Asthma: Another Reason Owning Beats Renting?
From Urban Institute:
Renters with kids are more likely to have asthma triggers in their homes than owners and are more likely to have at least one child with asthma.
Renters are particularly vulnerable. Because of lease restrictions or building-wide problems, they have fewer means to address certain asthma triggers (mold, leaks, and smoke) on their own. Action by the US Department of Housing and Urban Development, private landlord education, and legal aid for tenants may be required.
Wow! It may surprise you to find out one reason owning beats renting has to do with your health! Of course, there are financial reasons as well…
Renting Versus Buying
Trulia recently released another Rent vs. Buy Report and it stated that owning a home is still less expensive than renting if you use a 30-year fixed rate mortgage ( in the 100 biggest metropolitan areas in the U.S. ).
Plus, we need to consider a recent study by GoBankingRates. They studied renting vs. owning at the state level and determined that in 39 states, it really is ‘a little’ or ‘a lot’ cheaper to own! Check out the map below:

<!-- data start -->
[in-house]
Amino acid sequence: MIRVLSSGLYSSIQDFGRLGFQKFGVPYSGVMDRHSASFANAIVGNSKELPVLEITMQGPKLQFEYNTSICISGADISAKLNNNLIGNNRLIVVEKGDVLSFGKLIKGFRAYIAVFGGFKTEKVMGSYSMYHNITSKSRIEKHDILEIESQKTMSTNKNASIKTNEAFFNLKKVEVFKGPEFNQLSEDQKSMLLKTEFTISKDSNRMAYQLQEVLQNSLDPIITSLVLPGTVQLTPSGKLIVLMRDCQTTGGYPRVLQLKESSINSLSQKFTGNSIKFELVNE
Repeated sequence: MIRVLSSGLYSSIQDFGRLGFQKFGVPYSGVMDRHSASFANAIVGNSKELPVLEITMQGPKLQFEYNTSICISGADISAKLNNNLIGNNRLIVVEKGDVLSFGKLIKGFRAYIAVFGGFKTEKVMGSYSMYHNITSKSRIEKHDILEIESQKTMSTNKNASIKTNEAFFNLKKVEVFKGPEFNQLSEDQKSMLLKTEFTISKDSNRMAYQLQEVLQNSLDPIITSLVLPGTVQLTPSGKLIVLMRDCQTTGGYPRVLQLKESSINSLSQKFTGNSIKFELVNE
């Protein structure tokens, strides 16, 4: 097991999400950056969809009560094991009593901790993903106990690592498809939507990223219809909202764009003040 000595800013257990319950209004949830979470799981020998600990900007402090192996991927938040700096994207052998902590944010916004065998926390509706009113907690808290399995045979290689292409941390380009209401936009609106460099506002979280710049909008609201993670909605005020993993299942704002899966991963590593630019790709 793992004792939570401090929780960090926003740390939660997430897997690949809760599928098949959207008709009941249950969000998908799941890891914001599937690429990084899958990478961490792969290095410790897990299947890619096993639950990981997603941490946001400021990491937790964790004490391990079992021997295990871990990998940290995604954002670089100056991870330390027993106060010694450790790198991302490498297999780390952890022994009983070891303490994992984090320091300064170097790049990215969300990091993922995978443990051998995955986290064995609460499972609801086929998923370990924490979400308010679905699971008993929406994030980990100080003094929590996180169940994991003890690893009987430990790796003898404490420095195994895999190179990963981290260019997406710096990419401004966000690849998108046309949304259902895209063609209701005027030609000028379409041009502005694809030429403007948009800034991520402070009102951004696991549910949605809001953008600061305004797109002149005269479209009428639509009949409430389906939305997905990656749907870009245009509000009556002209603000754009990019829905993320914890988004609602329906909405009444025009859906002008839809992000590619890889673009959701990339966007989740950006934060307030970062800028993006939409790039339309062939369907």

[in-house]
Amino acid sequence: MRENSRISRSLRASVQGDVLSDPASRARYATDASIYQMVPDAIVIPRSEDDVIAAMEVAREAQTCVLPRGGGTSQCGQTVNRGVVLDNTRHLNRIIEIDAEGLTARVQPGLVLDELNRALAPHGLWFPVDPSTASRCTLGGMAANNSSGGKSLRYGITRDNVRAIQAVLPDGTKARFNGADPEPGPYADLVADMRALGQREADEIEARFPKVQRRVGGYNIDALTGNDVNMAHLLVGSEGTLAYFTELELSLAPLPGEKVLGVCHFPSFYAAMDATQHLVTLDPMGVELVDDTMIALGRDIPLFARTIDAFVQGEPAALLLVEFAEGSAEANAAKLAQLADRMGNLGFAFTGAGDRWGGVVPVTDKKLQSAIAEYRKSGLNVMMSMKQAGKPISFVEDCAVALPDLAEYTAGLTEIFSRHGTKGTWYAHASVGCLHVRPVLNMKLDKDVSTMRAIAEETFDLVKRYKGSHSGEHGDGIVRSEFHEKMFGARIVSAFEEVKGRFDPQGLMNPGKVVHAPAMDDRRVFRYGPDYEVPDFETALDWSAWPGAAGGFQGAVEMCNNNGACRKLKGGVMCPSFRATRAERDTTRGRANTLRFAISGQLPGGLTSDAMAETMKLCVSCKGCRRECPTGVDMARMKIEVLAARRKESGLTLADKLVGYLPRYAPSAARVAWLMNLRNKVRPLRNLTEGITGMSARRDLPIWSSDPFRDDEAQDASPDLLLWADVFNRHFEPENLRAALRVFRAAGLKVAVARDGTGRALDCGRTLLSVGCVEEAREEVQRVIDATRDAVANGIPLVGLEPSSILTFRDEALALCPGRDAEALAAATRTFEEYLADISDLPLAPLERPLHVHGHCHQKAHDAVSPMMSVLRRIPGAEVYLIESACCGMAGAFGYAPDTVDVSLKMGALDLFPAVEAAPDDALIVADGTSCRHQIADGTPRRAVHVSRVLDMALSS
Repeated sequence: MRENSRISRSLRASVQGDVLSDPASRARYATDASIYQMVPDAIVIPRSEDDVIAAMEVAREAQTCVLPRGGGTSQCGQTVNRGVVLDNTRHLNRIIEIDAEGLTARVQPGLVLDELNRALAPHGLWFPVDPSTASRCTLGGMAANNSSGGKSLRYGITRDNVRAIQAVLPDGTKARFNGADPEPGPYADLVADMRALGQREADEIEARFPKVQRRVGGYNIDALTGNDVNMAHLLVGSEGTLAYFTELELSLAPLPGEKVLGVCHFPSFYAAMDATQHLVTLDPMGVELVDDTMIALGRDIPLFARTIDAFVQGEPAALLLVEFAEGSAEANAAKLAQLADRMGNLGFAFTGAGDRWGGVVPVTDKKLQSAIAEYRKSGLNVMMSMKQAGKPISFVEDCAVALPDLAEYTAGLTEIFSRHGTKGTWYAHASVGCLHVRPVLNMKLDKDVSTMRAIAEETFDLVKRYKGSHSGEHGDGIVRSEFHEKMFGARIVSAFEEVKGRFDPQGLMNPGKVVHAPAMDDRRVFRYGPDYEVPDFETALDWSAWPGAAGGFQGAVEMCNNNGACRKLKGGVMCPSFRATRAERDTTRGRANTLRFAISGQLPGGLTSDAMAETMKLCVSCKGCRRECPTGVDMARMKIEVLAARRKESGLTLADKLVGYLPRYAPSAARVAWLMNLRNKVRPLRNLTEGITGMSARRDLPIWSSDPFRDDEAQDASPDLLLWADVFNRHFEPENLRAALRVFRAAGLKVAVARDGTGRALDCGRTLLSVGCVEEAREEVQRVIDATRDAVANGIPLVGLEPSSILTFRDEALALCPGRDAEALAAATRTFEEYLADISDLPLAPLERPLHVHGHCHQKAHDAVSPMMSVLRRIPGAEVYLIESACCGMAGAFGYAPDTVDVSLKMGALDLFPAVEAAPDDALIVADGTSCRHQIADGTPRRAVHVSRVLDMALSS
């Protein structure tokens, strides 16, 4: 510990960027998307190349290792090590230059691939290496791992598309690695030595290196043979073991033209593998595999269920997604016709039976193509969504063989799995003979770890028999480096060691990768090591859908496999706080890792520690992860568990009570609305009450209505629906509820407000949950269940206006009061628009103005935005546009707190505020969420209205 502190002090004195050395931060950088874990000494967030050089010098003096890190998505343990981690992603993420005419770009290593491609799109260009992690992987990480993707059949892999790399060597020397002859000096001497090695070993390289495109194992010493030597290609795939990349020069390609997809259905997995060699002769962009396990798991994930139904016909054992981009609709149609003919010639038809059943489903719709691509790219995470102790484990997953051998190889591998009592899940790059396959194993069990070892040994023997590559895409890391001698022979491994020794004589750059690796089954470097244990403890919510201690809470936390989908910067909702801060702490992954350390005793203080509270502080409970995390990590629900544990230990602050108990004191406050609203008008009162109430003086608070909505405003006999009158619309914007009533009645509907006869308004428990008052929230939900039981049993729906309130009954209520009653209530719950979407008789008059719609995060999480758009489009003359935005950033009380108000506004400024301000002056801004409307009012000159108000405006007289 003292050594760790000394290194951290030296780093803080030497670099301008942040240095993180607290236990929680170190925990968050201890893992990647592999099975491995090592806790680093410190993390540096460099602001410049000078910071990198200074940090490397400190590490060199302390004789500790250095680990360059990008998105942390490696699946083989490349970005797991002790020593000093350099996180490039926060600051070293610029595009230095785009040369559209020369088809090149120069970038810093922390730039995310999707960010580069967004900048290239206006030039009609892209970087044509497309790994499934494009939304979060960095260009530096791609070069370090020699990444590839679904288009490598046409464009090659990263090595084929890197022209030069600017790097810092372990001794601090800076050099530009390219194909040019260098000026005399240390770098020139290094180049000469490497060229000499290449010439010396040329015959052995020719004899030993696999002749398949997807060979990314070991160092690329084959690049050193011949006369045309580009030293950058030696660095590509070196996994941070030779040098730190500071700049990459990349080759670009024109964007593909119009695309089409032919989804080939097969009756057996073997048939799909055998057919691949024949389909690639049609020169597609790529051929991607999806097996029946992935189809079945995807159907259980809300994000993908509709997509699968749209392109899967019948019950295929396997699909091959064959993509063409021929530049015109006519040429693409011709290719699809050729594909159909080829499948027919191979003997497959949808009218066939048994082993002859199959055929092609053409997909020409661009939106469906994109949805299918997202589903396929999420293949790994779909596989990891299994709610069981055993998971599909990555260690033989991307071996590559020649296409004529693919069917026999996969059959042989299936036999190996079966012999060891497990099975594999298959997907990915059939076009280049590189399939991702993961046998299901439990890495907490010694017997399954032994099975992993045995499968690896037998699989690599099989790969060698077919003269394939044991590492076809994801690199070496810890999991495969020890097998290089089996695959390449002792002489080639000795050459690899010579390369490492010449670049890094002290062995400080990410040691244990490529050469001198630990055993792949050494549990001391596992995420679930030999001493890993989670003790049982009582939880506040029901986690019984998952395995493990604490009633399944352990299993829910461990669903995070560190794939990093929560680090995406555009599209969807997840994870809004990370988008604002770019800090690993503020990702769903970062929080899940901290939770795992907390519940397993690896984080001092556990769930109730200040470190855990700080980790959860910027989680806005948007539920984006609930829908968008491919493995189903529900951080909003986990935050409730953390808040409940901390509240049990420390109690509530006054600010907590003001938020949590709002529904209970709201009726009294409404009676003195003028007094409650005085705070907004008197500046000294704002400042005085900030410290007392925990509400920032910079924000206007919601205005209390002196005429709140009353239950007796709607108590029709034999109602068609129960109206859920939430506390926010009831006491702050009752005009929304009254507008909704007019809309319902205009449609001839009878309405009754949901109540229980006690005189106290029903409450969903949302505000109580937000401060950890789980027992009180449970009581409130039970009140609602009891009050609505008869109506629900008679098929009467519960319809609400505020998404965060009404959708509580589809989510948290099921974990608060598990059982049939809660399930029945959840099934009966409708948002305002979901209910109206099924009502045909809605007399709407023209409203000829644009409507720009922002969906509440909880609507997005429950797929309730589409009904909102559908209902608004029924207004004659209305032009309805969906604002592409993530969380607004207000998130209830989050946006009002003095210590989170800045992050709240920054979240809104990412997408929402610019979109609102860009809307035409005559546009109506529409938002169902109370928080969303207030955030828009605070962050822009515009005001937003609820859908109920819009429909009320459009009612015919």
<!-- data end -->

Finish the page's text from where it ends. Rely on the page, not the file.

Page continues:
One of the biggest reasons that owning a home is substantially less costly than renting is that mortgage rates have remained at or near historic lows. Nationally, interest rates would have to increase to 9.1% for renting to beat owning! Mortgage rates have not been that high since way back in January of 1995 according to Freddie Mac.
According to Zillow, it takes more to rent a median priced home than it does to buy one:
Remember, every housing market is different. Before you sign a lease, you owe it to yourself to talk with a lender and see what is possible for you!
Owning your home is a good idea both financially and for the many ways it will improve your life. A recent study found that 58% of renters feel stressed about their rent. With a fixed-rate mortgage and today’s low interest rates, it is possible to own with less stress at a lower monthly cost!